Originally published in SFGate.
By Victoria Colliver
May 2, 2014
Millions of low-income Californians on Thursday regained many of the dental services they lost five years ago during state budget cuts that virtually eliminated non-emergency dental benefits for adults.
When the state’s fiscal health improved, Gov. Jerry Brown last year agreed to resume funding Medi-Cal dental benefits, known as Denti-Cal.
“We are so thrilled about … the restoration. All of the adults who had Medi-Cal will finally be able to get teeth fixed instead of getting them pulled,” said Elizabeth Landsberg, director of legislative policy for the Western Center on Law and Poverty.
Bay Area dentists who cover Medi-Cal patients consider it a good start. They said the last few years took a huge toll on their patients, who couldn’t get the kind of routine care, fillings and other services that could save their teeth.
The 2009 decision to cut the dental care program spared pregnant women and those in long-term care. Emergency dental services also remained intact, as well as coverage for children.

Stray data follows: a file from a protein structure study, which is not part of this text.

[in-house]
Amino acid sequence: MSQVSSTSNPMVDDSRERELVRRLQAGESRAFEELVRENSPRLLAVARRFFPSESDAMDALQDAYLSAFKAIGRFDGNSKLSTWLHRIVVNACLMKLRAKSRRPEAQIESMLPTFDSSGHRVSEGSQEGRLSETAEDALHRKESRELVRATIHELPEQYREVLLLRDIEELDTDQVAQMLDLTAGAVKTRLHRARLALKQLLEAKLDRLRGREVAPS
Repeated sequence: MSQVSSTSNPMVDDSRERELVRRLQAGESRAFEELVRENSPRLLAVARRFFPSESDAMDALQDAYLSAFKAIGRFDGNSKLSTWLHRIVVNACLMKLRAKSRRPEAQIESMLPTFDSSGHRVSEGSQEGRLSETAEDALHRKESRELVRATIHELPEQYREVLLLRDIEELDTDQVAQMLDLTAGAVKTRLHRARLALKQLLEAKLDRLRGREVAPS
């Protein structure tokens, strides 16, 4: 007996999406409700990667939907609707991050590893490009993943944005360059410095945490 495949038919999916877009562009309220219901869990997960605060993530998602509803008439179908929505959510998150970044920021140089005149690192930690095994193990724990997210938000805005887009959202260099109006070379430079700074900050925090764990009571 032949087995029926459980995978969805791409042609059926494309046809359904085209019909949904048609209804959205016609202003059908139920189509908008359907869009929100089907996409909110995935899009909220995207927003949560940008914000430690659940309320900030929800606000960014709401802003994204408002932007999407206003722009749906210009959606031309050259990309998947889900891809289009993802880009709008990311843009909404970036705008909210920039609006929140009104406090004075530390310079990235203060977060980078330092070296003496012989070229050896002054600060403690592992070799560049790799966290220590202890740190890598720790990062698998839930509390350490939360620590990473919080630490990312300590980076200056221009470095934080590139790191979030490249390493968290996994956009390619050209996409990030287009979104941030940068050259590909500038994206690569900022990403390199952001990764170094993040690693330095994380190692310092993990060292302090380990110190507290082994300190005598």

“We got them out of pain. We managed what we could for them,” said Dr. Russ Woodson, quality assurance coordinator at the University of the Pacific’s Arthur A. Dugoni School of Dentistry in San Francisco and regional screening consultant for the Denti-Cal program.
At Alameda Health System’s Highland Hospital in Oakland, the number of emergency-department visits for dental problems rose from 2,425 in 2007 to a peak of 4,710 in 2011.
The hospital has seen a 50 percent increase in oral cancer diagnoses in just the past year, said Dr. Tony Mock, who directs the dental clinic and serves as chief of general dentistry for the county health system.
Mock and other health advocates worry about having enough dentists to take care of both longtime Medi-Cal patients who haven’t had dental services for five years and nearly 2 million patients who became eligible for Medi-Cal this year through the expansion of the federal Affordable Care Act.
The Oakland clinic is adding more staff and starting a new residency program, Mock said, but it still may not be enough.
Medi-Cal patients like Jenine Smith are grateful to have someplace to go for dental care.
“I’m glad they’re restoring them,” Smith said. “There are a lot of us Baby Boomers here, and we need this.”
The 62-year-old Oakland woman’s surgeon referred her to Highland’s dental clinic to make sure she didn’t have any infections or other dental problems that could cause bacteria to enter her bloodstream and complicate a scheduled knee replacement surgery.
Turns out Smith had two abscesses and will need two back teeth removed and a filling replaced before her surgery this month.
Edited on June 15, 2018.